Get steamed up! Because it is possible to resolve things in order to satisfy everyone’s hunger….
From a poisonously hot summer, including most of September and even the early part of October, the temperatures have plunged. Of course they have. It is October, after all. The leaves are turning red and gold; the insanely hot chilis (unwanted by anyone but us) in our wonderful neighbour’s garden have ripened beautifully; standing over the stove is a joy because it’s warm and toasty inside.
For the BBBabes’ October project, Karen (Karen’s Kitchen Stories) chose Steamed Bao Buns. She told us the recipe she was using is Taiwanese. But steamed buns appear to be made all over Asia. And Karen’s photo looked very much like Banh Mi we’ve had.
As far as weaknesses go, this is a big one for me. Asian steamed buns. They are light, slightly sweet conveyors of all types of fillings. Also known as Bao, these buns are a blank canvas for whatever you’d like to fill them with… Preferably something savory, sweet and spicy all at the same time.
– Lisa, Garlic and Zest | Asian Steamed Buns
Here’s how things went with the October project:
BBB Steamed Bao Buns diary:
12 September 2018, 12:13 How on earth can it be the middle of September already?
These are pretty easy to make and do not require planning in advance.
– Karen K, message to BBBabes
No planning ahead? THAT works for me! Time is really getting away from me this month.
Hmmmm! I wonder what filling we’ll choose. Maybe we’ll use the same lovely filling we had with 2009’s BBB Chinese Flower steam buns. Then again, we might have to have pork and peanut stew….
8 October 2018, 18:22 No planning ahead, eh? I should NEVER have been given that kind of permission!
I’m contemplating making these without commercial yeast….
I wanted to make these as sourdough buns, so developed the following recipe. I am very pleased how they turned out […]
400 g Flour
80 g Sourdough Starter
125 g Water
25 g Milk
Instructables.com | How to Make Sourdough Steamed Buns (Gua Bao)
Over the weekend, I decided to experiment with my sourdough for a steam bun recipe. Having done a little research on “steam bun”, there were recipes which use “old dough”. So I decide to twist the recipe by incorporating firm sourdough starter. The result was really good. Just remember to use cake flour in the making of the firm sourdough starter and the final dough.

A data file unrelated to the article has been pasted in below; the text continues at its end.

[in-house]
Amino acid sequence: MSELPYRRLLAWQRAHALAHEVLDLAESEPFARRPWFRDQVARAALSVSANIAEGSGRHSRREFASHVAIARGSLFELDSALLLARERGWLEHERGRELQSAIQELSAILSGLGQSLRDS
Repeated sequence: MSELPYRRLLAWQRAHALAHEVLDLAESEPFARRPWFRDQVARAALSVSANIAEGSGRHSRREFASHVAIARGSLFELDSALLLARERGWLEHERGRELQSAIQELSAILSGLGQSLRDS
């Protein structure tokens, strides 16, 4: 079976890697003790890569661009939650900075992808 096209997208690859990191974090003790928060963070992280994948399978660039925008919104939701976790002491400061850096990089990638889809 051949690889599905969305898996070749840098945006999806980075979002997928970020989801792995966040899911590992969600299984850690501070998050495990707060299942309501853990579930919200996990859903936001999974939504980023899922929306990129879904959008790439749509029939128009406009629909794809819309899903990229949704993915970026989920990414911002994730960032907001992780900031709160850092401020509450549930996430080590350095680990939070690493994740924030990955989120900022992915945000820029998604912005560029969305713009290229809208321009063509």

Freshloaf | Butler: Steam Bun using a sourdough starter
9 October 2108, 13:20 When we were drinking our morning coffee, sitting outside on the porch, shivering under shawls and blanket, we talked about these steamed buns this morning. T wisely said that I should probably use commercial yeast, instead of fighting with our wild yeast now that the weather has turned chilly again. (What if the experiment doesn’t work? There’s nothing worse than the crankiness that ensues when our bread doesn’t turn out!)
2 cups (250 grams) all purpose flour, plus more for rolling out the dough
1/2 teaspoon baking powder [2.3grams]
1/3 cup (70 grams) sugar
4 grams instant or active dry yeast
1/2 cup (120 grams) water, about 100 degrees
1 teaspoon neutral oil
BBB Bao Buns ingredients
I’m NOT going to use just all-purpose flour. Ew. How dull would that be?
And. I’ll add WAY less sugar!
Considering that so many of the recipes I’ve looked at call for “cake flour”, how about adding sorghum flour? Or buckwheat? And maybe I’ll put some sesame seeds on the outside. Because they’re pretty.
I wonder if the baking powder is really necessary….
15:11 After staring at various filling suggestions, how about T’s pork and peanuts? I think that might be perfect! Especially because I bet that I can manipulate T into making the filling.
10 October 2018, 13:58 I know I said out loud the other day that I had agreed to use commercial yeast. But I was secretly going to use our wild yeast. Now I’m starting to rethink it. I can’t stand the idea of failure!! But I do think I’m going to play with the flour a little. I came across the following when looking at a recipe for steamed buns in SAVEUR:
Cornstarch adds a silkiness to bao dough, mimicking the bleached, low-protein flour commonly used in Chinese bakeries (but harder to find in supermarkets). Lard adds tenderness, richness, and a subtle porky finish.
– Kat Craddock, SAVEUR | Chinese Steamed Pork Buns
At its best, the bread is tender and yielding, fluffy as chiffon cake and filled with salty-sweet, fatty pork. But at its worst, it is a gummy, flavorless paste filled with cornstarch goop, gristly trimmings, and red food dye. […] We found that our bao achieved optimal fluffiness when made with a solid fat like lard or shortening; the former adds a complementary mellow porky flavor. We also settled on using a mix of yeast and baking powder. To cheat the low-protein flours used in Chinese bakeries, we cut all-purpose flour with a small percentage of cornstarch.
– Kat Craddock, SAVEUR | How to make Chinese Steamed Buns
Then, I thought I’d do something unprecedented and actually look in the cookbooks on our shelves in the kitchen.
It turns out there is a giant section on steamed buns in the “China Moon Cookbook” by Barbara Tropp! Her recipe for bao dough calls for all-purpose flour and, among other ingredients, 1/2 cup sugar(!!) She also calls for an egg wash and sesame seeds to finish the buns.
Here are some of the gems she wrote about making buns:
Great buns of any kind take time, as all of us gym-enthusiasts can attest! Count on at least 12 hours for the first rising of the dough, and then another hour or more for the finished buns to rise. […]
Buns of Steel Kneading dough, whether by hand or machine, develops the gluten, which the Chinese call “flour muscle.” Gluten needs time to relax. Cut the resting or rising time short and you’ll wind up with tough (not fluffy) buns! […]